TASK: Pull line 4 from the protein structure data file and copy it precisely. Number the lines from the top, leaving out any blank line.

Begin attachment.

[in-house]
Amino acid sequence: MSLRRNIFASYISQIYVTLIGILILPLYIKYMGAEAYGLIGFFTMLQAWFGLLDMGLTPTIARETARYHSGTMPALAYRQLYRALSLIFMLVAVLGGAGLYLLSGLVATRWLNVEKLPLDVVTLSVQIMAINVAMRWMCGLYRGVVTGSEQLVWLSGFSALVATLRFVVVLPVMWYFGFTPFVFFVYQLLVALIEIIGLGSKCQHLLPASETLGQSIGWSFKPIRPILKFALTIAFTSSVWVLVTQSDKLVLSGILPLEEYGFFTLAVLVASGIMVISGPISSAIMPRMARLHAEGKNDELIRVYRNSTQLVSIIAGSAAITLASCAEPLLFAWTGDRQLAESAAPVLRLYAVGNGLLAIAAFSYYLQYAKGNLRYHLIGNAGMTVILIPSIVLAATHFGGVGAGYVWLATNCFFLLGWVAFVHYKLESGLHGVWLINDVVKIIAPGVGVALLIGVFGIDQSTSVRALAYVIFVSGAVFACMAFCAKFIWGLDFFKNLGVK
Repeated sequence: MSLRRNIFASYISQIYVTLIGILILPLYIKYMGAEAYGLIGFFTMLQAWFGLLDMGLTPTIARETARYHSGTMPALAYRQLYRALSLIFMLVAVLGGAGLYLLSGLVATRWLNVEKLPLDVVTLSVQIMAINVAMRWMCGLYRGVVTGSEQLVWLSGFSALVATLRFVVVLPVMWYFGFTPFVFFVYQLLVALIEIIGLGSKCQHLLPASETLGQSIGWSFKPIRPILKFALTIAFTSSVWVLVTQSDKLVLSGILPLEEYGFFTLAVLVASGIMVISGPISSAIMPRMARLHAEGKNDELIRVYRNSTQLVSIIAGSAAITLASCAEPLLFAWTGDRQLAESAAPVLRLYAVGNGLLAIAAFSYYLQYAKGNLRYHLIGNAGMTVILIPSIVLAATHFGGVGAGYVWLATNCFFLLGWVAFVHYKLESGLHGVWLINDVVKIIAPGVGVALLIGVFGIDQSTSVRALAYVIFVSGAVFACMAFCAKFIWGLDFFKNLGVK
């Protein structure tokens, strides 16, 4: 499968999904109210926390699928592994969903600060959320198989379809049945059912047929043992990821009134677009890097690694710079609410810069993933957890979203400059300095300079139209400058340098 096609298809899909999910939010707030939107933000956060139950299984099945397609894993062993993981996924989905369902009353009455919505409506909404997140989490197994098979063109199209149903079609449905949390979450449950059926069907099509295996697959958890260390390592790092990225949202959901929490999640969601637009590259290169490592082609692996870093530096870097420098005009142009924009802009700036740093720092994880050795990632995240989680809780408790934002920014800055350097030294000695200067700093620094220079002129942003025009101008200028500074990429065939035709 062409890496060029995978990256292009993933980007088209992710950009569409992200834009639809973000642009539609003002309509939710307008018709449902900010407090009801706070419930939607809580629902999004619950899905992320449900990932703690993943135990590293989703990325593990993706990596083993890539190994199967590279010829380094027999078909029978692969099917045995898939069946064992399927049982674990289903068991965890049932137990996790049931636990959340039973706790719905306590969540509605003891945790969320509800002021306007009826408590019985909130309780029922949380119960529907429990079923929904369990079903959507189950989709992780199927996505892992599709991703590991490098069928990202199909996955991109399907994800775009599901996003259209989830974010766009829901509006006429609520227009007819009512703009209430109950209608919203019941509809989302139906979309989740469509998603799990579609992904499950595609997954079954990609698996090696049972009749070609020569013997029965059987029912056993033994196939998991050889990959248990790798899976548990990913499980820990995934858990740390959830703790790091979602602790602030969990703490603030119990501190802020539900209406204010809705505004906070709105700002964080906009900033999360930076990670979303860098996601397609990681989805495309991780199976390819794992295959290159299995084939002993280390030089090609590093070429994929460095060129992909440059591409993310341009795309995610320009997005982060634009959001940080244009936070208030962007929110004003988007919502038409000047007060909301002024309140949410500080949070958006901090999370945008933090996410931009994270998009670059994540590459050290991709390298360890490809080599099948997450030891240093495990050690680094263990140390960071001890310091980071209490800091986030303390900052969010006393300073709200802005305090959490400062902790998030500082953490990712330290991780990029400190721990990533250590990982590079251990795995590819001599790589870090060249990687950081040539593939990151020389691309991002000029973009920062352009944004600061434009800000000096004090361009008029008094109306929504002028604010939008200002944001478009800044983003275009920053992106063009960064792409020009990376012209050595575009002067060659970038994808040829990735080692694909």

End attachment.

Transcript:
């Protein structure tokens, strides 16, 4: 499968999904109210926390699928592994969903600060959320198989379809049945059912047929043992990821009134677009890097690694710079609410810069993933957890979203400059300095300079139209400058340098 096609298809899909999910939010707030939107933000956060139950299984099945397609894993062993993981996924989905369902009353009455919505409506909404997140989490197994098979063109199209149903079609449905949390979450449950059926069907099509295996697959958890260390390592790092990225949202959901929490999640969601637009590259290169490592082609692996870093530096870097420098005009142009924009802009700036740093720092994880050795990632995240989680809780408790934002920014800055350097030294000695200067700093620094220079002129942003025009101008200028500074990429065939035709 062409890496060029995978990256292009993933980007088209992710950009569409992200834009639809973000642009539609003002309509939710307008018709449902900010407090009801706070419930939607809580629902999004619950899905992320449900990932703690993943135990590293989703990325593990993706990596083993890539190994199967590279010829380094027999078909029978692969099917045995898939069946064992399927049982674990289903068991965890049932137990996790049931636990959340039973706790719905306590969540509605003891945790969320509800002021306007009826408590019985909130309780029922949380119960529907429990079923929904369990079903959507189950989709992780199927996505892992599709991703590991490098069928990202199909996955991109399907994800775009599901996003259209989830974010766009829901509006006429609520227009007819009512703009209430109950209608919203019941509809989302139906979309989740469509998603799990579609992904499950595609997954079954990609698996090696049972009749070609020569013997029965059987029912056993033994196939998991050889990959248990790798899976548990990913499980820990995934858990740390959830703790790091979602602790602030969990703490603030119990501190802020539900209406204010809705505004906070709105700002964080906009900033999360930076990670979303860098996601397609990681989805495309991780199976390819794992295959290159299995084939002993280390030089090609590093070429994929460095060129992909440059591409993310341009795309995610320009997005982060634009959001940080244009936070208030962007929110004003988007919502038409000047007060909301002024309140949410500080949070958006901090999370945008933090996410931009994270998009670059994540590459050290991709390298360890490809080599099948997450030891240093495990050690680094263990140390960071001890310091980071209490800091986030303390900052969010006393300073709200802005305090959490400062902790998030500082953490990712330290991780990029400190721990990533250590990982590079251990795995590819001599790589870090060249990687950081040539593939990151020389691309991002000029973009920062352009944004600061434009800000000096004090361009008029008094109306929504002028604010939008200002944001478009800044983003275009920053992106063009960064792409020009990376012209050595575009002067060659970038994808040829990735080692694909």